Thursday, December 31, 2015

2015 in Review

Last year was an exciting year on multiple levels. It was my first year directing the application development practice at iVision. It was exciting to grow the team, reach new customers, and engage in new projects ranging from complete rewrites (link to case study PDF) to Silverlight migrations and Internet of Things (IoT) platforms featuring real-time monitoring and analytics. The bulk of those projects involved creating responsive web apps leveraging the Angular AWESM stack.

The industry experienced exciting changes as well. Single page apps are now readily accepted by the enterprise and JavaScript development on platforms like Node.js is now considered mainstream.

Agile adoption is increasing and we engaged in multiple projects (link to case study PDF) last year to train companies on how to adopt Agile and implement it leveraging tools like Visual Studio Team Services. More importantly, DevOps is not just a catch phrase but a real process being leveraged in production to enable continual delivery so that companies can release products weekly or even daily to meet the fast-paced demands of business and technology.

Cross-platform solutions like Apache Cordova and Electron continue to gain momentum while JavaScript itself is rapidly evolving through new specifications that are being adopted at an accelerated rate.

I try to stay on top of trends and provide links to exciting posts and articles through my Twitter feed.


According to Twitter, the majority of you who follow me enjoy technology and tech news (surprise!), are technical professionals (almost half) and/or self-employed (one in five). Just over half of you are married, and nine out of ten are male.

On average I gain three new followers a day. I don’t track people who stop following but given any single day I’d say it’s probably six steps forward, three steps back. Some people follow only for a follow back, some prune their lists and others either aren’t interested in the content or come across a tweet they don’t like and jump ship.

What’s more interesting to me is out of the thousands of tweets I post, only a few stand out as interesting based on impressions, engagement, and clicks. Not surprisingly, the highest percentage of engagement is not from news tweets, but conversations (for example, when I ask a question or respond to someone who mentioned me).

Here are my top three tweets in various categories from the previous quarter:

Most Viewed

1. Overriding services (both core and custom) in #AngularJS #JavaScript

2. Surprise! Microsoft $MSFT is #Agile. Case study of agile transformation at a billion dollar corporation

3. The #React Native extension for #VisualStudio @Code #TACO (Tools for #Apache #Cordova)

Most Liked

1. Overriding services (both core and custom) in #AngularJS #JavaScript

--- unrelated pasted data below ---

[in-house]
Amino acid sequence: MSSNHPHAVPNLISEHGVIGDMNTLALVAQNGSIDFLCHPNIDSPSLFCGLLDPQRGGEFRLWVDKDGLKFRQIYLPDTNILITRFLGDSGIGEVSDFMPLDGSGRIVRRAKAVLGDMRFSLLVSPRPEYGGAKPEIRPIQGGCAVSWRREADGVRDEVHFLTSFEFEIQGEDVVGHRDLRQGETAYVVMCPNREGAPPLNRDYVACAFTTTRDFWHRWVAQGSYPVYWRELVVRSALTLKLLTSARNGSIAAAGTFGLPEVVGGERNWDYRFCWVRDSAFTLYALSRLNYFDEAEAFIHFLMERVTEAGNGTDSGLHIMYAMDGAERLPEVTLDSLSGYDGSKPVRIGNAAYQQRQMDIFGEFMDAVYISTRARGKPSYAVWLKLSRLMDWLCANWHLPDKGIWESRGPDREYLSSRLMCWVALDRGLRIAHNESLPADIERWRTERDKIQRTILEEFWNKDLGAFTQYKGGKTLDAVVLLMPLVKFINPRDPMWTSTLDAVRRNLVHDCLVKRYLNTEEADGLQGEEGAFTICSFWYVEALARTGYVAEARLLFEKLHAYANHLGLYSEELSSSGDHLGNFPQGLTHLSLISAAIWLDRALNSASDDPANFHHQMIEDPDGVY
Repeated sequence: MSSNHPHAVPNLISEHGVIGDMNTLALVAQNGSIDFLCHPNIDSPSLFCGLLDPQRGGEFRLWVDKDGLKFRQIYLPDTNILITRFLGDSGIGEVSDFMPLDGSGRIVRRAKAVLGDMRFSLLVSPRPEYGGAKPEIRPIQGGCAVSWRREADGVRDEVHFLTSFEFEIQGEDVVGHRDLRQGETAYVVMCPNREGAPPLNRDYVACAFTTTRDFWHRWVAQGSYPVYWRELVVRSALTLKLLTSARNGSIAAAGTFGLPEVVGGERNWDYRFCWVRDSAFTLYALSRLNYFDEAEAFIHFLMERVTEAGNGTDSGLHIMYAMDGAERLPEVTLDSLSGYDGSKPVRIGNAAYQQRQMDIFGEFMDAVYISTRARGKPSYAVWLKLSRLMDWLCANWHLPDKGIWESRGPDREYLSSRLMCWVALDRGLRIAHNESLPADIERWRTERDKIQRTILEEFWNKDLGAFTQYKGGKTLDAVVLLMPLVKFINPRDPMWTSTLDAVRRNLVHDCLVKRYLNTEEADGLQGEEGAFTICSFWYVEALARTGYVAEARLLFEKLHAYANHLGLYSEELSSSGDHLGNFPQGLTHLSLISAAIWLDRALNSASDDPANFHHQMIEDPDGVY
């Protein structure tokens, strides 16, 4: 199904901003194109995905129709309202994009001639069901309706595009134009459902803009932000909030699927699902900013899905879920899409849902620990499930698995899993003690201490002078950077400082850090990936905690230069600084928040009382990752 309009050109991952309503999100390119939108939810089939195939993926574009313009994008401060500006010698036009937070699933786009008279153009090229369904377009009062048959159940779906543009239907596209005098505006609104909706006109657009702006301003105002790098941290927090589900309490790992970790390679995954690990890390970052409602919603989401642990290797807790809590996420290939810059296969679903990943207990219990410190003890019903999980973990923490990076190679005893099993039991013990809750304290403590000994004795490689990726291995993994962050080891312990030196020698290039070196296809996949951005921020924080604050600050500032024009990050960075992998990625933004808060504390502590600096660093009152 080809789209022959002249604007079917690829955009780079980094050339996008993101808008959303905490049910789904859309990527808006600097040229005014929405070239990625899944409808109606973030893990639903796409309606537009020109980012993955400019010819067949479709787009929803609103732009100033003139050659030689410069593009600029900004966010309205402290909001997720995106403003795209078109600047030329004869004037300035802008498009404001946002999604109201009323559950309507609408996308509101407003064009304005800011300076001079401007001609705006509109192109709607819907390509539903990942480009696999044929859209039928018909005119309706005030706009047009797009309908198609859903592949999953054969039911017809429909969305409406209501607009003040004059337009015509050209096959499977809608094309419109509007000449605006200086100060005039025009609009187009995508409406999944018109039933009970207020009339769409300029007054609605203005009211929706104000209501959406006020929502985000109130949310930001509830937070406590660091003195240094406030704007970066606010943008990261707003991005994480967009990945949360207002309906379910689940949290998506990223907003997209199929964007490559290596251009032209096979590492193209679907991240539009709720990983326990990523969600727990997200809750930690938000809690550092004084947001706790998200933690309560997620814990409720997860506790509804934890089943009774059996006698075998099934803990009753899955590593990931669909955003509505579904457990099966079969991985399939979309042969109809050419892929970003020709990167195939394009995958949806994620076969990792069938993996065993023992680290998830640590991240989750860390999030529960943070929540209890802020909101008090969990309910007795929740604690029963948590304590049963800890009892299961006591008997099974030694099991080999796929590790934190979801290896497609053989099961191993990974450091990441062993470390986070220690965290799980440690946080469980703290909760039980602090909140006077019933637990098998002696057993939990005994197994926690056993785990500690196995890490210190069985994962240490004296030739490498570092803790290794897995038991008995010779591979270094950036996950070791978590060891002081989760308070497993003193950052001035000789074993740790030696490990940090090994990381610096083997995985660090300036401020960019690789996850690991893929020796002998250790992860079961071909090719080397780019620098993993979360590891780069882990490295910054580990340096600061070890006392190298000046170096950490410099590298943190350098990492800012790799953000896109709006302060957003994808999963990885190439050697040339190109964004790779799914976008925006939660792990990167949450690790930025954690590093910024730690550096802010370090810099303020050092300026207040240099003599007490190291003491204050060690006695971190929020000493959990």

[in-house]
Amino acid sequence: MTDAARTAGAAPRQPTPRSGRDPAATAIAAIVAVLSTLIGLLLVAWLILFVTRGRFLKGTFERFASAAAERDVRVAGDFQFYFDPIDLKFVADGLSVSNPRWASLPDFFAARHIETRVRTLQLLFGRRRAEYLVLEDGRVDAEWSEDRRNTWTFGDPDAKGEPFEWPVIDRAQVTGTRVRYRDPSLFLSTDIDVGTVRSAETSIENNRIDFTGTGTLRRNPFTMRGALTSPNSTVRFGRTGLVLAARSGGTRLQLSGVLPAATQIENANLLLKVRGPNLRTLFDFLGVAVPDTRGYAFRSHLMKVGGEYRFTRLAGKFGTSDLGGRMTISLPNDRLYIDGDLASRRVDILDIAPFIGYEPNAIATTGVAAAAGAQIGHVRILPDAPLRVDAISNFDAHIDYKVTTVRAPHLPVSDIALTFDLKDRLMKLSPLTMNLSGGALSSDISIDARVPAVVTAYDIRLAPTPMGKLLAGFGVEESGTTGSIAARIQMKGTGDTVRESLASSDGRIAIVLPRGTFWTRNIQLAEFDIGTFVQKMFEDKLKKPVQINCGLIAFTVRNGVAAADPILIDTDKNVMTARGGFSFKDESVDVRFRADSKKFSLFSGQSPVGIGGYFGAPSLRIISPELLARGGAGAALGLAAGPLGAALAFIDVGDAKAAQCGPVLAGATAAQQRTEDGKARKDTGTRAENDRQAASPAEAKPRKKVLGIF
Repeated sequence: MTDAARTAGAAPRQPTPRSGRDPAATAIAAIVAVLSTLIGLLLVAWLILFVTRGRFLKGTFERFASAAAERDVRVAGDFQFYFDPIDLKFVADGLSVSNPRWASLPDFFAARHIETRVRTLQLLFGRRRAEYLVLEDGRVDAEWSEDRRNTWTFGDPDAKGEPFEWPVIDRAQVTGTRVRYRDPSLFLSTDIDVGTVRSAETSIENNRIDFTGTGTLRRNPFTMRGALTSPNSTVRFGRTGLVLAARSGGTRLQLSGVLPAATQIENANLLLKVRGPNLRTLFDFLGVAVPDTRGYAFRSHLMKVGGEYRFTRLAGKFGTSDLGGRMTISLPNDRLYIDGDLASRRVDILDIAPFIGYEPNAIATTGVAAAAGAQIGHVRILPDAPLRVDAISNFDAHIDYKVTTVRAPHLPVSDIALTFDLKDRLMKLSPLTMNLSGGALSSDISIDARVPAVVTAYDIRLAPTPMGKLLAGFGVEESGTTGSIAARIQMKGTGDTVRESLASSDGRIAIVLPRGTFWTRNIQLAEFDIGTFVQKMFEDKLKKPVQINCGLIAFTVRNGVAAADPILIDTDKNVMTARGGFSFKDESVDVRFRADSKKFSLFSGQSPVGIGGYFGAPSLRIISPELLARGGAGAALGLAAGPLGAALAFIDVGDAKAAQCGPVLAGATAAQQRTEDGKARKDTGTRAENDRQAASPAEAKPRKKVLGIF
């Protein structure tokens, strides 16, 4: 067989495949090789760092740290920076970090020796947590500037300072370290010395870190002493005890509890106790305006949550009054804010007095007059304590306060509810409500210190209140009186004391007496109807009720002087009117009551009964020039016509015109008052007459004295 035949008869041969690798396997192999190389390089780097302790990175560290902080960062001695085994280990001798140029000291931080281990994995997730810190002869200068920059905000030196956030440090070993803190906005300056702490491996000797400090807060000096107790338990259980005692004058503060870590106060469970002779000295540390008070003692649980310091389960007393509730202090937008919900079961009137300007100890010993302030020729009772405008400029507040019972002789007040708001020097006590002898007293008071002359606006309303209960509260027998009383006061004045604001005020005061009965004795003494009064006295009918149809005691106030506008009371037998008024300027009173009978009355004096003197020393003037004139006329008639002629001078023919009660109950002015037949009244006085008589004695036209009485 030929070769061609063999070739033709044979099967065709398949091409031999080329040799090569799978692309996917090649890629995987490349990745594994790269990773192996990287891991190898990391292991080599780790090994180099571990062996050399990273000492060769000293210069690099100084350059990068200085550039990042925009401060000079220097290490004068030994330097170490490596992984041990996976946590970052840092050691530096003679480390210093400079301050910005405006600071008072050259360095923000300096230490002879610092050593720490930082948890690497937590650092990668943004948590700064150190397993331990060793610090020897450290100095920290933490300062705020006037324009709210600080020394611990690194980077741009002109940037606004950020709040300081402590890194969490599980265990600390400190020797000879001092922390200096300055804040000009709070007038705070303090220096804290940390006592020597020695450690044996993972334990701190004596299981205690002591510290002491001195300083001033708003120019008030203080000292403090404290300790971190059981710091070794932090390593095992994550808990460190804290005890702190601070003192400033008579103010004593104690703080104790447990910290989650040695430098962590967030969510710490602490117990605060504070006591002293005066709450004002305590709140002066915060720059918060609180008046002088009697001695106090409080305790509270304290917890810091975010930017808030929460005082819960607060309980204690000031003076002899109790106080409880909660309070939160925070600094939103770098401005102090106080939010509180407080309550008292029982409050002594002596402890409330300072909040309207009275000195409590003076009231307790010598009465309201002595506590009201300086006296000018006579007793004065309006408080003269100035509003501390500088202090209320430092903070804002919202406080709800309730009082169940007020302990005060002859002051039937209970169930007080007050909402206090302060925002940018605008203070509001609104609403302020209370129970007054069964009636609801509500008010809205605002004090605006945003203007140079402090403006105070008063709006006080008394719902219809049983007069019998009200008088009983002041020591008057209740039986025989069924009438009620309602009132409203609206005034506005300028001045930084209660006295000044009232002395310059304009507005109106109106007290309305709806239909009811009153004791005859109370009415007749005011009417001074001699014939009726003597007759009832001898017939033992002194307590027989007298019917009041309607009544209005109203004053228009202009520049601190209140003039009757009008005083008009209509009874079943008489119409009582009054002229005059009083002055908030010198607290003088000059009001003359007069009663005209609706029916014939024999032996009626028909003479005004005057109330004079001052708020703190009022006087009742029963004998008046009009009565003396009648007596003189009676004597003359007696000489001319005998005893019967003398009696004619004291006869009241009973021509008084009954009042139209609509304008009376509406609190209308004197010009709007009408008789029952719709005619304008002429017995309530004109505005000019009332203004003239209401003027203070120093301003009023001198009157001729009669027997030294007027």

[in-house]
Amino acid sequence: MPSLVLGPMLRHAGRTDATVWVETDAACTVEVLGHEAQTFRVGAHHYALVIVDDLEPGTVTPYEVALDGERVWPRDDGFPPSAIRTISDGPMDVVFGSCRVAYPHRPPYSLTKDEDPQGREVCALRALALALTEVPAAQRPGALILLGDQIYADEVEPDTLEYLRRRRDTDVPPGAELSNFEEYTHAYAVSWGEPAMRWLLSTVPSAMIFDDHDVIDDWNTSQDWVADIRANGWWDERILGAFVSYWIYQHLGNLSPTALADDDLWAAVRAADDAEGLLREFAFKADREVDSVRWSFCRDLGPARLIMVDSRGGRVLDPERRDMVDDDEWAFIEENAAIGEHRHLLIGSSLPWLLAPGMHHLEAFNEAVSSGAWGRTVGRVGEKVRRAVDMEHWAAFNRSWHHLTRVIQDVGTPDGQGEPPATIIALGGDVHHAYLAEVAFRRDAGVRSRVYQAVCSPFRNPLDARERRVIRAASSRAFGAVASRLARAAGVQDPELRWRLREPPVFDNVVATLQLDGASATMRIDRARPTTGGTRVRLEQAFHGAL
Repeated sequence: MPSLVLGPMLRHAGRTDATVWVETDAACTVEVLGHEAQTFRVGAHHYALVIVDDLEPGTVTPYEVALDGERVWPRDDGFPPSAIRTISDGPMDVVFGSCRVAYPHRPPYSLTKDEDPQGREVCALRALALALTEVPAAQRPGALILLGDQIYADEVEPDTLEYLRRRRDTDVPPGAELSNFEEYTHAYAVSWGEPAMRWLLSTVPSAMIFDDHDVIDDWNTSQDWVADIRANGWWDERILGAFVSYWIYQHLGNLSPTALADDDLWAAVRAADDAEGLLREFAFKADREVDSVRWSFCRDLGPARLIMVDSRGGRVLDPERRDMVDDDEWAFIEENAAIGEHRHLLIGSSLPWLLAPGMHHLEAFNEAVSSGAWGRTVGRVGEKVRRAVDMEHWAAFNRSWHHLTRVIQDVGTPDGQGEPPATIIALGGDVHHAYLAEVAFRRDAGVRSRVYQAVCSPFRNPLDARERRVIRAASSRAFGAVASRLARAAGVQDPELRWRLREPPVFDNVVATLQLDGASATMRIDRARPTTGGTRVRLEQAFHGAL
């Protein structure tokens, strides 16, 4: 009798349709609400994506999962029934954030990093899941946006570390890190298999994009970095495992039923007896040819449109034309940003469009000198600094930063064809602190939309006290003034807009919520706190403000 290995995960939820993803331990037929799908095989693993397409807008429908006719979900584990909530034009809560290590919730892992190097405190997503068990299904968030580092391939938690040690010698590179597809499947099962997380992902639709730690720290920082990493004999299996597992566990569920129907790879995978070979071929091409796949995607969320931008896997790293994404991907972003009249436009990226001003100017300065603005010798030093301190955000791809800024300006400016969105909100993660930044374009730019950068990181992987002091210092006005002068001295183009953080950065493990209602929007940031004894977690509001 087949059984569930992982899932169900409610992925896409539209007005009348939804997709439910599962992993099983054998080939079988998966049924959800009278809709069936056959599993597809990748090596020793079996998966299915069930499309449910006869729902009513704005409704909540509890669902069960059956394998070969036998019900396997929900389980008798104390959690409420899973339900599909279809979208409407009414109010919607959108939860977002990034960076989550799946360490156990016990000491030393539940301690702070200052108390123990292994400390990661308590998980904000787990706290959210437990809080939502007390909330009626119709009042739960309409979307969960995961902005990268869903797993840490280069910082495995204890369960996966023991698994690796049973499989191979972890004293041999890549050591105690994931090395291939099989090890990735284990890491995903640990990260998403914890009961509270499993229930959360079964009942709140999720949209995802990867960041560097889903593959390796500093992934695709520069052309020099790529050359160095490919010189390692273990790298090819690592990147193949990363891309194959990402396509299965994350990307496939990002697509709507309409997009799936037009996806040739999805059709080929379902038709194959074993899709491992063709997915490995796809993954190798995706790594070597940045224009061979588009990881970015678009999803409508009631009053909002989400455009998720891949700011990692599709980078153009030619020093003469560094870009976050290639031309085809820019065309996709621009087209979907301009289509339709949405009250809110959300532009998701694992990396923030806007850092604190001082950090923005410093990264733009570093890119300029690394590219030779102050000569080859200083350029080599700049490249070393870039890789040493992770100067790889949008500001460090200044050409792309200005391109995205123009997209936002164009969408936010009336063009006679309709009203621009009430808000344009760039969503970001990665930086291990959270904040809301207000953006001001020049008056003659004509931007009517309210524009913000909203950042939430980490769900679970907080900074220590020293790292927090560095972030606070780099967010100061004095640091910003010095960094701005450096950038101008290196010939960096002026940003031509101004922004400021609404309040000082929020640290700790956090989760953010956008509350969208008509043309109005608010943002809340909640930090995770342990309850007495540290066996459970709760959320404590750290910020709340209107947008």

2. Back to basics: #AngularJS 2 with plain #JavaScript: no #TypeScript, no #ECMAScript6 #ES6

3. #WPF not only lives, it now has a new home with #JavaScript Check out "Granular" and run WPF in the browser

Most Clicked

1. Overriding services (both core and custom) in #AngularJS #JavaScript

2. Back to basics: #AngularJS 2 with plain #JavaScript: no #TypeScript, no #ECMAScript6 #ES6

3. Object.observe: fun while it lasted, now #AngularJS and #ReactJS cited as reasons it will be withdrawn from spec

I’m going to guess the majority of my followers have a bit of interest in Angular. What do you think?

C#:er IMage

When I created my blog in March of 2009, I did not imagine it would last this long. Of course, the topic is more JavaScript than C# so the title has grown stale, but readership is still steady.


Most visitors stay at least a little while and one in five move on to other pages (that’s the “bounce rate.”) The gender gap persists on my blog (nine of out ten are male), and according to google almost half of the visitors are between the ages of 25 and 34 (glad this programmer with 41 years can still appeal to the younger crowd!)

I’ve had a fairly consistent international audience over the years. This is the breakdown from 2015:


In previous years the Netherlands ranked higher. I can’t prove it definitively but I strongly suspect the drop of visitors from that region coincided with my shift from Silverlight to other technologies.

When I started my blog, Internet Explorer was king. Now it runs a distant third, with Chrome representing 67% of my audience, Firefox 13%, just 9% from Internet Explorer and the rest from Safari, Edge, Opera, and various other browsers.

One in ten visitors accessed the blog from their mobile phone and 3% from their tablet.

A large amount of referral traffic was attributed to my partnership with The second largest source was Twitter, followed by the Code Project and Stack Overflow.

Ironically, the top search terms that brought people to my site are all Angular-related with the exception of one. Apparently my Windows 8 article about using symbols from the Segoe UI font is very popular. Here are the top five searches that landed people on my blog this year:

1. angular broadcast
2. segoe ui symbol
3. angular emit
4. angularjs broadcast
5. angular events

Apparently, people are very interested in Angular events!

Finally, it’s always interesting to see what blog posts are read the most. Last year my post on the Top 5 Mistakes Angular Developers Make dominated, followed by my 5-year old but most popular blog post of all time (Model-View-View Model Explained), then the Segoe UI Symbol post, Ten Reasons Web Developers should learn Angular at number four, and Angular Project Essentials in the number five spot.

I asked the audience at a conference recently why so many attended a talk I gave on Enterprise JavaScript, and the unaminous reply was that I promised to share case studies “from the real world” and how this works in actual projects.

I look forward to doing more of the same in 2016. My team at iVision is growing and our goal is to work on more cutting edge enterprise projects that will continue to give us insights across verticals and projects and empower us to establish and follow best practices based on our experience as we move into cross-platform apps and adopt new frameworks like Angular 2.0 and Aurelia.